Some you can.. some you can't.
Local government, elected and salaried, use the "but we have to do it because the 'state' or 'feds' have mandated it" cop-out, every time they have to do something that they know will be unpopular with the taxpayer. Take the stormwater runoff program that will likely develop into a costly and unmanageable nightmare for local regulators. Not one of our leaders have suggested that until all the questions have been answered in full, they should not adopt it. What has happened to forceful and courageous leadership? None of the experts can seem to answer the simplest of questions on how much it will cost, how it will work or even what identifiable benefits it will provide. Sure, the idea is noble... cleaner streams and rivers... protected drinking water supplies, but the proposal to monitor every drop of water that flows across the ground is an impossible task without bankrupting government. It is one of those proposals that look good on paper, and have noble intent, but in the end will do more harm than good by sucking up resources that could be used on a realistic program.
A good example for how stupid stormwater runoff tracking is, is to pour a cup of water on the ground and watch how it flows and is absorbed into the soil. Now repeat the experiment a few yards away. Would you expect the patterns to be identical? Of course not. Now repeat the experiment when it is 95 degrees and also when the ground is frozen. And with a bucket of water, then a tub full. You can imagine the possible permutations and variations. Also, how is the program going to control pollution at the side of the highway? When we drive, minute specks of rubber and drops of oil are shed from the vehicle - even one in perfect condition. Multiply that by millions and it is plain that we don't have the technology to clean up the highways, let alone prevent the pollution on them. Sure, we can spend money paying lip-service to a cleaner environment but the benefits are likely to be minimal at best.
Now lets examine a mandated program that is achievable, but requires more effort from the public school system. No Child Left Behind, a federal program that requires individual schools to meet a federally set standard, is causing an uproar because education leaders say it is unworkable. It is interesting that while the money was flowing there was little objection but now schools have to actually meet the standard, they are claiming it is impossible to achieve. In other words, after spending the money they don't want to play the game, so it was a wasted effort.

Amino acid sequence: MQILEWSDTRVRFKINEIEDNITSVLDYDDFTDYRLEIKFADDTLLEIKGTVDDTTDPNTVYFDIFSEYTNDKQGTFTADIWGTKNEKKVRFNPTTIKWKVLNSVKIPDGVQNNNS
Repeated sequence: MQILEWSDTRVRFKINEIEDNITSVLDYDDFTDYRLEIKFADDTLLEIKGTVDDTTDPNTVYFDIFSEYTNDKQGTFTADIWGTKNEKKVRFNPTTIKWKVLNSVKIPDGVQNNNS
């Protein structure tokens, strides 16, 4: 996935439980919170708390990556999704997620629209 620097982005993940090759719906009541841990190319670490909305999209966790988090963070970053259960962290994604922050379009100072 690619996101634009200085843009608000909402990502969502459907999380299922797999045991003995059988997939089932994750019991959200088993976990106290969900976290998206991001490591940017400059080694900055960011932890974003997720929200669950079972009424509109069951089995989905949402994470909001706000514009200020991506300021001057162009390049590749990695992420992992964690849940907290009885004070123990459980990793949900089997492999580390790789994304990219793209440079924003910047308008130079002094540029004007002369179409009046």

If it is OK to object to No Child Left Behind, that is workable, why can't we object to the stormwater runoff program that isn't.
What do you think?
City and county governments are preparing themselves for budget time. The City of Cleveland did a good job of curbing spending last year, although a few projects that they said were put on hold seemed to have been mysteriously resurrected.
Bradley County however, raised the bar to the tune of $1.8 million, almost 10%, even though there was no increase in property tax. Also the sheriff's department had an infusion of drug money from the January 12th, $1.15 million cash bonus, on top of their budget, so it has not been a particularly lean year for them either.
How will the county measure up to Cleveland this year?
My guess is that Cleveland's effort was a flash in the pan and they will be pressurizing the Bradley County Commission to enact a wheel tax to give them more funds. Commission members, if past experience is any measure, will likely find some mandate or the threat of a property tax increase, as an excuse to force the public into accepting the new tax.
There will be an appearance of making cuts but when the math is done, it will uncover a repeat of last year's increase in spending.
I hope my forecast is inaccurate and County Mayor, Gary Davis demands a humble apology, but I don't think so. Unfortunately the quality of leadership necessary to get control of spending is not present today. We have good managers but weak leaders.
What do you think?
The Weekly bashing.
I was determined not to mention the Bradley News Weekly this month because the Cleveland Daily Banner beat them into first place, but the temptation is too great, so I do apologize to my readers for indulging myself.
Will somebody please enlighten me as to why some men in Bradley county feel compelled to dress up as women. Not the whiskered lumberjack kind of party fun of a butch man in a lady's frock, but the $100 facial make-over that any woman would be proud of. There seems to be no shortage of men willing to be photographed in this way. Charity, you say. I'd rather give the charity the $100 and keep my eyebrows and the respect of my wife. I mean, they are not doing it to be funny, are they? And presumably they are not transvestites. So why do they do it? And why would the Bradley News Weekly want to feature them on the front page so often? I'm an outsider, that must explain it.
But seriously, I have lived in many places but never have I seen so many men willing to dress up as women for charity.
And while we are on the subject of the Weekly's unusual coverage - I would like to mention the insulting remarks they made about the citizens of the 6th District. It seems the Weekly has the notion that people in the 6th District are trailer trash and somehow believe that all Bradley County School System's problems are not due to an inept and wasteful Board of Education but because 6th District residents care more about NASCAR and high school football than education. And these people are their customers.
Who would have thunk it?
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